Set - 5

Question 1 :

What is the difference between ADO and ADO.NET?

Answer :

ADO uses Recordsets and cursors to access and modify data. Because of its inherent design, Recordset can impact performance on the server side by tying up valuable resources. In addition, COM marshalling - an expensive data conversion process - is needed to transmit a Recordset. ADO.NET addresses three important needs that ADO doesn't address:

1. Providing a comprehensive disconnected data-access model, which is crucial to the Web environment
2. Providing tight integration with XML, and
3. Providing seamless integration with the .NET Framework (e.g., compatibility with the base class library's type system). From an ADO.NET implementation perspective, the Recordset object in ADO is eliminated in the .NET architecture. In its place, ADO.NET has several dedicated objects led by the DataSet object and including the DataAdapter, and DataReader objects to perform specific tasks. In addition, ADO.NET DataSets operate in disconnected state whereas the ADO RecordSet objects operated in a fully connected state.

In ADO, the in-memory representation of data is the RecordSet. In ADO.NET, it is the dataset. A RecordSet looks like a single table. If a RecordSet is to contain data from multiple database tables, it must use a JOIN query, which assembles the data from the various database tables into a single result table. In contrast, a dataset is a collection of one or more tables. The tables within a dataset are called data tables; specifically, they are DataTable objects. If a dataset contains data from multiple database tables, it will typically contain multiple DataTable objects. That is, each DataTable object typically corresponds to a single database table or view. In this way, a dataset can mimic the structure of the underlying database.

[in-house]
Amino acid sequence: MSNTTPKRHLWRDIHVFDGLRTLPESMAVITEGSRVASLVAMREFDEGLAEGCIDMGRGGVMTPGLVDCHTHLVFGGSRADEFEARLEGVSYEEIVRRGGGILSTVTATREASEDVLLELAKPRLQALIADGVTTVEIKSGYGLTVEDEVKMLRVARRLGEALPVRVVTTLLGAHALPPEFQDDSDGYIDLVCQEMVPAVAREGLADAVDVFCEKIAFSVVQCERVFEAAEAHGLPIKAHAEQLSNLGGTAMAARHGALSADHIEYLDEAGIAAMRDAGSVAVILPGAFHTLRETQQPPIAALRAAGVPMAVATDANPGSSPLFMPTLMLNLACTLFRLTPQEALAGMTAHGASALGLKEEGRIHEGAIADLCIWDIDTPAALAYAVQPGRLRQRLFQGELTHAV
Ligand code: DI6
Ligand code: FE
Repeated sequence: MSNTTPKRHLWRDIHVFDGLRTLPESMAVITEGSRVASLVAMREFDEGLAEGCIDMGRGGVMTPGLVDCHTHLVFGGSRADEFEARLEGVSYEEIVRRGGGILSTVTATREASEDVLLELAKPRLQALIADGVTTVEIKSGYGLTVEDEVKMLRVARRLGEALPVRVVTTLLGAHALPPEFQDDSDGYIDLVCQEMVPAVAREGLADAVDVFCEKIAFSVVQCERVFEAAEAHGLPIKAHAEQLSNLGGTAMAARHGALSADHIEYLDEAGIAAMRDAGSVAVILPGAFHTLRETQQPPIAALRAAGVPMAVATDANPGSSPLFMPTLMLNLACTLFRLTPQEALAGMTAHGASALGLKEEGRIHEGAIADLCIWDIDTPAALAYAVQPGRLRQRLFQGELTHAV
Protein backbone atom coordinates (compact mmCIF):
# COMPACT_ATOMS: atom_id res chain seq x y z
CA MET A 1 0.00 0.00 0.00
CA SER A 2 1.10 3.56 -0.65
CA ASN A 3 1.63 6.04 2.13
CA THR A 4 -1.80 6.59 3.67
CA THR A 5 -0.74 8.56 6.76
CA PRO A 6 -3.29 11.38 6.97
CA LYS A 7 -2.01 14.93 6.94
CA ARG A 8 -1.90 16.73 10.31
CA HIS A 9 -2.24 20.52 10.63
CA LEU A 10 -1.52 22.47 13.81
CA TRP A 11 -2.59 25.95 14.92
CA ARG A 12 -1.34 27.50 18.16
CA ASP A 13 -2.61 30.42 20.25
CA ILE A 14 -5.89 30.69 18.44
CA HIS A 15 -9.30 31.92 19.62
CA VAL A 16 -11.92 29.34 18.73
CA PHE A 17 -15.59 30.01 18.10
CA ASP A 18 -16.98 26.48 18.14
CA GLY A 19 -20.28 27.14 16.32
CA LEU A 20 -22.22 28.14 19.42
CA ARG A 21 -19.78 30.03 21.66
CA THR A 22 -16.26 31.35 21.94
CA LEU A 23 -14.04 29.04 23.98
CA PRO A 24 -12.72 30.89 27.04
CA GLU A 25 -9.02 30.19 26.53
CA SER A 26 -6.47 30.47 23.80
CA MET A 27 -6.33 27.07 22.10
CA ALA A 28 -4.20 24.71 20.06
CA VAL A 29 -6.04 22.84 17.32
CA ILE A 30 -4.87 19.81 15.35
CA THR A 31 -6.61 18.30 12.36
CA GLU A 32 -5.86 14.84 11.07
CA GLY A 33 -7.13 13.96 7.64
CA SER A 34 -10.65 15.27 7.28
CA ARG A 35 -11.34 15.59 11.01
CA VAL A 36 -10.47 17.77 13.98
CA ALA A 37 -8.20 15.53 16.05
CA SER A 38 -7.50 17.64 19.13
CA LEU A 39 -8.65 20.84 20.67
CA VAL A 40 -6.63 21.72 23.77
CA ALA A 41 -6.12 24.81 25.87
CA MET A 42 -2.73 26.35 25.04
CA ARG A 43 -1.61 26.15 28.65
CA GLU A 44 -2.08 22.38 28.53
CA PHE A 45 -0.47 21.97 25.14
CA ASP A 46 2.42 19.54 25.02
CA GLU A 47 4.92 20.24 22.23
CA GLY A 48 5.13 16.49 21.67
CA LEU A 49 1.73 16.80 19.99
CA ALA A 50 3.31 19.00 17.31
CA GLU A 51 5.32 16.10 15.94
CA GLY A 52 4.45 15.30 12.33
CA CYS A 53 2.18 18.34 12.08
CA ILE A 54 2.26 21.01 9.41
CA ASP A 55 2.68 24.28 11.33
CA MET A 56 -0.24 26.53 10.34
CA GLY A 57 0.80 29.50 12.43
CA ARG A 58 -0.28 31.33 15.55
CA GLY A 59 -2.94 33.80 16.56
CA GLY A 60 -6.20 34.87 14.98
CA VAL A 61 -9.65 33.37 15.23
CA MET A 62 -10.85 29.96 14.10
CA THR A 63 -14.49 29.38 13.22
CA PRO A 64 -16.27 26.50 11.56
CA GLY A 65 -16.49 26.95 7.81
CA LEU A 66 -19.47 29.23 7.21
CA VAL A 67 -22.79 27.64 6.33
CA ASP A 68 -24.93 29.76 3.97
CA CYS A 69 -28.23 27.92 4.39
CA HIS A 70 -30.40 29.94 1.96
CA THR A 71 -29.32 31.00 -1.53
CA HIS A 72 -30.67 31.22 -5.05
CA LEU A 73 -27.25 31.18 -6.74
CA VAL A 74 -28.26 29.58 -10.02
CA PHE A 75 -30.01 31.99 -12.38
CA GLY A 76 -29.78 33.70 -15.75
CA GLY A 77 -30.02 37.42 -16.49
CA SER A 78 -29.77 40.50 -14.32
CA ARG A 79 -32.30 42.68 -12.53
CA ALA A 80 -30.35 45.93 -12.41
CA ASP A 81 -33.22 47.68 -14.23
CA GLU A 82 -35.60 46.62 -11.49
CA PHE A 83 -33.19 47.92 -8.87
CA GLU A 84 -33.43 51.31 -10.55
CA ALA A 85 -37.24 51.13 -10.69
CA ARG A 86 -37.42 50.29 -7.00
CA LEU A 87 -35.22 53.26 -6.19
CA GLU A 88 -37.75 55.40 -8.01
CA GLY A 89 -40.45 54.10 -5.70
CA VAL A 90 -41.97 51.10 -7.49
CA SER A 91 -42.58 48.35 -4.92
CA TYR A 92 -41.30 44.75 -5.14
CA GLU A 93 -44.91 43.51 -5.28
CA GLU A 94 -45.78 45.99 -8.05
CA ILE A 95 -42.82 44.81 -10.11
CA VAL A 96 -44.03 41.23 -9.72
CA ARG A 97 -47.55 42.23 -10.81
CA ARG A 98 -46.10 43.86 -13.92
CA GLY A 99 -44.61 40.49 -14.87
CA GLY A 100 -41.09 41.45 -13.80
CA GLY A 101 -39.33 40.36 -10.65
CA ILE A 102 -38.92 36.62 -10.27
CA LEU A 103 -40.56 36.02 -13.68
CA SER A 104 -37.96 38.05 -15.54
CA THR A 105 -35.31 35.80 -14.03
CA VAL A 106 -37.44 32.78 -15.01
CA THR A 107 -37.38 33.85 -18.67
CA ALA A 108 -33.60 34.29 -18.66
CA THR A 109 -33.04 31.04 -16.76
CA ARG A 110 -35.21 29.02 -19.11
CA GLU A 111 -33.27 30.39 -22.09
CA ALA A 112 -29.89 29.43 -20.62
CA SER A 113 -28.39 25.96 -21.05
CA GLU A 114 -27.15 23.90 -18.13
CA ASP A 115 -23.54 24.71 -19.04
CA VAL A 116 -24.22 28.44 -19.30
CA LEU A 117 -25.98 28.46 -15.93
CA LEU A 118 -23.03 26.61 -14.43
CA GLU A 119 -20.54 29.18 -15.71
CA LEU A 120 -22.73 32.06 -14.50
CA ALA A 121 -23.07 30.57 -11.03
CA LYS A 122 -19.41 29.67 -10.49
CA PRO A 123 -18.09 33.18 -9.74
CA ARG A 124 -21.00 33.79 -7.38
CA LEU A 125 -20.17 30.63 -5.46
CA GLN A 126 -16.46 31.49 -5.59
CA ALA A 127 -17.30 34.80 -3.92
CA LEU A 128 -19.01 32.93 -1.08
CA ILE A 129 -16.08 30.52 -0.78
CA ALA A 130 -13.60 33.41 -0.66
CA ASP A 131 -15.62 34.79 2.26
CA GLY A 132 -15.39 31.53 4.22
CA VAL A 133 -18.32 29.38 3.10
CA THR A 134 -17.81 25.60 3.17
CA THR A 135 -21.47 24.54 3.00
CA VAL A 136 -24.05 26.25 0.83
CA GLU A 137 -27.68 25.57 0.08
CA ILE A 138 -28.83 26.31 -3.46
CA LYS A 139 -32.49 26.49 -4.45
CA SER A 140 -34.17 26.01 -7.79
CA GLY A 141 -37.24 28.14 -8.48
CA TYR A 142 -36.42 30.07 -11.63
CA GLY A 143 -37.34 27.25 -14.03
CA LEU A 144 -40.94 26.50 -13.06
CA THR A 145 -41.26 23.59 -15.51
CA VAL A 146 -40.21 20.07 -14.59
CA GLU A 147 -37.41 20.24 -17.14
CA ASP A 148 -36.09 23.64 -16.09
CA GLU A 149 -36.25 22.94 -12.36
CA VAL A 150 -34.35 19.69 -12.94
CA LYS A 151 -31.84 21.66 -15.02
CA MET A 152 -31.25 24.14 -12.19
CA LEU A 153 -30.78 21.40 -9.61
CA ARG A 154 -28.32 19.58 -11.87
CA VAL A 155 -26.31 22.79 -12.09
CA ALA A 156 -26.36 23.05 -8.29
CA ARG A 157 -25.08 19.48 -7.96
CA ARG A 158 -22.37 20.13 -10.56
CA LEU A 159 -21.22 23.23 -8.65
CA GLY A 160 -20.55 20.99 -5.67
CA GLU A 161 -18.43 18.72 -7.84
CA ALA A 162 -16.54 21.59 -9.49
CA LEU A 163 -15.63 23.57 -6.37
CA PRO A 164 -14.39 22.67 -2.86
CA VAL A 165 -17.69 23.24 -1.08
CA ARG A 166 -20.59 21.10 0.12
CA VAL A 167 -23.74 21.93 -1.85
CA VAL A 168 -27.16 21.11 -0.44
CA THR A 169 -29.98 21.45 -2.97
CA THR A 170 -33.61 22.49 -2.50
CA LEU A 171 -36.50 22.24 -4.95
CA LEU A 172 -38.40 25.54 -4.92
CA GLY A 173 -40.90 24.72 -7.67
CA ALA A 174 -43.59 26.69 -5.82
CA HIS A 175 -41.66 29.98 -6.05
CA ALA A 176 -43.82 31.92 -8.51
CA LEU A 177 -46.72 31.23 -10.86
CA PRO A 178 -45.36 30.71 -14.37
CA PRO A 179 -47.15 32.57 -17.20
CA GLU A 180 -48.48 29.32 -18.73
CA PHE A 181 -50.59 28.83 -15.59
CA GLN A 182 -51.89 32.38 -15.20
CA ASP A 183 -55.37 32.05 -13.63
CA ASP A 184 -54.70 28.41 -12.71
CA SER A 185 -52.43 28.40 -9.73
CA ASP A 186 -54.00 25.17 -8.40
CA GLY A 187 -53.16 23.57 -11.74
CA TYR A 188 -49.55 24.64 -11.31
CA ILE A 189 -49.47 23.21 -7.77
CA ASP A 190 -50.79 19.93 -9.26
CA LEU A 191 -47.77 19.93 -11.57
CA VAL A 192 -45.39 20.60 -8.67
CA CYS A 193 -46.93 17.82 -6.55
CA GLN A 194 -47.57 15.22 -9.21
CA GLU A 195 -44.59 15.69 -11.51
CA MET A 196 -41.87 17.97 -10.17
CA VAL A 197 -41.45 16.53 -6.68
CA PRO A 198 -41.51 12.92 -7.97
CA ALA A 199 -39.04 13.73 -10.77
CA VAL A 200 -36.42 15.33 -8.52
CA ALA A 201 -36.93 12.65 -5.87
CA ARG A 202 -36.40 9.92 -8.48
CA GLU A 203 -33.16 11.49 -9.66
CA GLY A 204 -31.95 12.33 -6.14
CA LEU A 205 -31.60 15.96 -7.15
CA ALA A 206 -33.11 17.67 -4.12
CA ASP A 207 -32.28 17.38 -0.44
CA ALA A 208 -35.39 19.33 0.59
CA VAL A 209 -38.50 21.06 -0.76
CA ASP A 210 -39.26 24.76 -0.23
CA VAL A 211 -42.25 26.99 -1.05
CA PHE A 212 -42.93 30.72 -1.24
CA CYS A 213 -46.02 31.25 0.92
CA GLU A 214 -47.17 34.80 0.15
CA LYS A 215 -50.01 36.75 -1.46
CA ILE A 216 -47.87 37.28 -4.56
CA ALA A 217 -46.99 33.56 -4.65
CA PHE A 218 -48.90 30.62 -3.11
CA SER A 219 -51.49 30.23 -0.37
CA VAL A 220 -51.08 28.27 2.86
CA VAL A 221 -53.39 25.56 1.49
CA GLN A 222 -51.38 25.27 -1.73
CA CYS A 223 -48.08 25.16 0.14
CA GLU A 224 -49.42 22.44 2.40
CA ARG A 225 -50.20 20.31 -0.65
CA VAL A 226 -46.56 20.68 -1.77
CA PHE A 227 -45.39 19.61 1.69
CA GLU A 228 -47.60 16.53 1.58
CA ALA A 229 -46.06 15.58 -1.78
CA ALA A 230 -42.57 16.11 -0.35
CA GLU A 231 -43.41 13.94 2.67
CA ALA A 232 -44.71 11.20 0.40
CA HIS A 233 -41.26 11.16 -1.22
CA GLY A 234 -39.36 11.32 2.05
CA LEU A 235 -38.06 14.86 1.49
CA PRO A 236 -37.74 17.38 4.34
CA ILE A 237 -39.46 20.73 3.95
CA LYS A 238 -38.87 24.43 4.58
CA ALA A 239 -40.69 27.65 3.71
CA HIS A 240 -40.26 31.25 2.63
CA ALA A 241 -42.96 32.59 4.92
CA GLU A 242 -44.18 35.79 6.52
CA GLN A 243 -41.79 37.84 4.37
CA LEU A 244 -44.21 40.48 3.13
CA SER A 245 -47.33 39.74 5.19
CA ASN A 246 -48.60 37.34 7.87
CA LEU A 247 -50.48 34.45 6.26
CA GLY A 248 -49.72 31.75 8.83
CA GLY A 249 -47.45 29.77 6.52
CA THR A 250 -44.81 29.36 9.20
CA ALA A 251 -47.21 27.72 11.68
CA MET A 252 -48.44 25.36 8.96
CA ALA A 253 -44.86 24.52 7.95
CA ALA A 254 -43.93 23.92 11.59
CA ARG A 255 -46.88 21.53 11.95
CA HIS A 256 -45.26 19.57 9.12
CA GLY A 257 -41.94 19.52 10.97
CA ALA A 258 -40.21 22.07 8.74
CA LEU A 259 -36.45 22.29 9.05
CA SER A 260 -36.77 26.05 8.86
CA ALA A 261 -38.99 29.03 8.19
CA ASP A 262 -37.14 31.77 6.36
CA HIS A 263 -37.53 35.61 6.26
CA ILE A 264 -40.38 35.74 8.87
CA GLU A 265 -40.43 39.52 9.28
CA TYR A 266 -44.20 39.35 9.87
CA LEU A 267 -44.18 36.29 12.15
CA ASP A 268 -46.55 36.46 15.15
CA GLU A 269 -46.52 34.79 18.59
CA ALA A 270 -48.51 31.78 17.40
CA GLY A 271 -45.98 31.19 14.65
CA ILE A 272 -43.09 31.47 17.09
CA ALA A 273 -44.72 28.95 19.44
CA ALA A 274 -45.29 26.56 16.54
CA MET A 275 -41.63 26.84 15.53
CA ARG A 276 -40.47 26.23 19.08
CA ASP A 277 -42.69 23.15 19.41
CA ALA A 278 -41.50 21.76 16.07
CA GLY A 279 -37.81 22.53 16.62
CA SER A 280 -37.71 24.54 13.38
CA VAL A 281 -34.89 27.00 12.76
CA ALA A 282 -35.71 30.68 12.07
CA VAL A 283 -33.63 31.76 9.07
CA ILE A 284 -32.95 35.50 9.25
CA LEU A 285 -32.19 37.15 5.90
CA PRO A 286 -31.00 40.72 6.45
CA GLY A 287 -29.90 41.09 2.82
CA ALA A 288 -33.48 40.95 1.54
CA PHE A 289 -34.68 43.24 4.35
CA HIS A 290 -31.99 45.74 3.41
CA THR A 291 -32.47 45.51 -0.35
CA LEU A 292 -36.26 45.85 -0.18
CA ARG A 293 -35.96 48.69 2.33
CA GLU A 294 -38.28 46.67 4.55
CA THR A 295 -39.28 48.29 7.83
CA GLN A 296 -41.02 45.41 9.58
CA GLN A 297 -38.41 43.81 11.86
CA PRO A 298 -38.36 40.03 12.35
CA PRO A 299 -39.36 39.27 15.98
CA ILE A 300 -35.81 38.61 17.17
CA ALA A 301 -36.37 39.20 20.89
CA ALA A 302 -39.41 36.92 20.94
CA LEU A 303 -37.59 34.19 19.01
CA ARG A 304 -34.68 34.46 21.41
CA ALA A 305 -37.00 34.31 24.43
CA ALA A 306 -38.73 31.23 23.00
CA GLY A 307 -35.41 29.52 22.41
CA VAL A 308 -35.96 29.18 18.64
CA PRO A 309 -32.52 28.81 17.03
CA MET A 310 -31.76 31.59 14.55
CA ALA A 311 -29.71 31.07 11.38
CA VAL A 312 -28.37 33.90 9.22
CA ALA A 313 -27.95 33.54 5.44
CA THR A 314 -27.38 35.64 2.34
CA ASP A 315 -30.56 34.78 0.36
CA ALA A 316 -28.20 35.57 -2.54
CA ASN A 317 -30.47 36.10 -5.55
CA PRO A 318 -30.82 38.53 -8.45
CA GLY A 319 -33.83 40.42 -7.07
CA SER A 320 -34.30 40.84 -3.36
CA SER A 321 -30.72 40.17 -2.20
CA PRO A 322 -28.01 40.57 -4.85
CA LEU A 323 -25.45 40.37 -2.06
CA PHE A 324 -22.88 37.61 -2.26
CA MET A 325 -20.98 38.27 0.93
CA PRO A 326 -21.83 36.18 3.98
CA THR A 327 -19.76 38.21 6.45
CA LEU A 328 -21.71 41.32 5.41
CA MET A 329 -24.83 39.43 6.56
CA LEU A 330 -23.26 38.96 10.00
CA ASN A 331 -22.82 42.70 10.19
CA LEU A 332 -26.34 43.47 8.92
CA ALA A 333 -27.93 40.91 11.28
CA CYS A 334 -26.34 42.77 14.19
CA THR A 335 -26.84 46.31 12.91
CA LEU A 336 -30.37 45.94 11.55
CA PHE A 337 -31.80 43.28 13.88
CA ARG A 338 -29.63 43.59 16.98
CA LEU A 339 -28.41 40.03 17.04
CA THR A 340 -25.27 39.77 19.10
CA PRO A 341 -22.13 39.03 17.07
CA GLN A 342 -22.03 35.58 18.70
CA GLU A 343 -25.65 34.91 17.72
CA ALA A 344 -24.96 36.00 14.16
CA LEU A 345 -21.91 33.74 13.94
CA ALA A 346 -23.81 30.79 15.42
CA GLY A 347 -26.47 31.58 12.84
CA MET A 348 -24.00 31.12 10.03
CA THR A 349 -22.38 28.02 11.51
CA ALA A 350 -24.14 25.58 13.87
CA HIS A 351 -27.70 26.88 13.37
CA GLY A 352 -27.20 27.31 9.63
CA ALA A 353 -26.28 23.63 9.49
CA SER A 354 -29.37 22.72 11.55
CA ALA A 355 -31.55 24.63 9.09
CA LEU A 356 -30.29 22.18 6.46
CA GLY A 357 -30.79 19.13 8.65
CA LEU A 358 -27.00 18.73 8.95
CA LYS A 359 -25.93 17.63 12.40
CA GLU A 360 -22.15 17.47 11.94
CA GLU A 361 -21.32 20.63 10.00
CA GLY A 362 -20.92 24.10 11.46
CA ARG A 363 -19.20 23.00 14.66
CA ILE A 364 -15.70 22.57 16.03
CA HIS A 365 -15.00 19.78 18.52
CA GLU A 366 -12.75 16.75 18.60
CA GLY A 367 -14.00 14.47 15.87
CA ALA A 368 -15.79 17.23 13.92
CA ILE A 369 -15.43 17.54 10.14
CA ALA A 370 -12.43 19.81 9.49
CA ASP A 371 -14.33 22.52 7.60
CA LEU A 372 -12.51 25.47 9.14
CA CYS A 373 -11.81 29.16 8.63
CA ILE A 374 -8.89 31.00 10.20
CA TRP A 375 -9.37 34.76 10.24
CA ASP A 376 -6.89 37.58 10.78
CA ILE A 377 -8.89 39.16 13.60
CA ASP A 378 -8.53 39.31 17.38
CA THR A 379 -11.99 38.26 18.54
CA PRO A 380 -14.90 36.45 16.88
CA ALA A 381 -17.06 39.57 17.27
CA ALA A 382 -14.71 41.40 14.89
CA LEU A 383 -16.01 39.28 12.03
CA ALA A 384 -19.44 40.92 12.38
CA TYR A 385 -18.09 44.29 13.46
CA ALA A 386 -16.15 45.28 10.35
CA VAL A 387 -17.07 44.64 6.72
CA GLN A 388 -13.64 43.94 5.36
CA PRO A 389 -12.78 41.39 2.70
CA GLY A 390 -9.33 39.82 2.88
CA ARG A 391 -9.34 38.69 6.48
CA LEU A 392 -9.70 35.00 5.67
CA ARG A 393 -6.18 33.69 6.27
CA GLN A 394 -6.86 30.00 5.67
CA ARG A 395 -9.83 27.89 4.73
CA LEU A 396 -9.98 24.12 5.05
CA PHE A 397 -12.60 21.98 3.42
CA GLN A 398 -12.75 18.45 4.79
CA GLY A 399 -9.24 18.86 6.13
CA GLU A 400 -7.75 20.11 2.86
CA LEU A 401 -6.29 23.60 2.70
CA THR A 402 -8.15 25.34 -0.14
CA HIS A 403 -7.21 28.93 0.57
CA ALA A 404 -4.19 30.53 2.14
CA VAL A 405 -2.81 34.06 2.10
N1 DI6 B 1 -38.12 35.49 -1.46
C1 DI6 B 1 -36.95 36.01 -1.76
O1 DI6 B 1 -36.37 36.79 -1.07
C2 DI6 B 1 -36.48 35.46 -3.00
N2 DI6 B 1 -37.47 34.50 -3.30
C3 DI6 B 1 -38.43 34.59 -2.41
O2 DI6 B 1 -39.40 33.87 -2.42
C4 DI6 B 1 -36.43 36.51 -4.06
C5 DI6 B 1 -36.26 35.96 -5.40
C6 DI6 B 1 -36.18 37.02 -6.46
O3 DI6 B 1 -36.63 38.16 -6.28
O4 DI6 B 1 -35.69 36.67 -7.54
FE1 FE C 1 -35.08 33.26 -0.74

In ADO you scan sequentially through the rows of the RecordSet using the ADO MoveNext method. In ADO.NET, rows are represented as collections, so you can loop through a table as you would through any collection, or access particular rows via ordinal or primary key index. A cursor is a database element that controls record navigation, the ability to update data, and the visibility of changes made to the database by other users. ADO.NET does not have an inherent cursor object, but instead includes data classes that provide the functionality of a traditional cursor. For example, the functionality of a forward-only, read-only cursor is available in the ADO.NET DataReader object.

There is one significant difference between disconnected processing in ADO and ADO.NET. In ADO you communicate with the database by making calls to an OLE DB provider. In ADO.NET you communicate with the database through a data adapter (an OleDbDataAdapter, SqlDataAdapter, OdbcDataAdapter, or OracleDataAdapter object), which makes calls to an OLE DB provider or the APIs provided by the underlying data source.


Question 2 :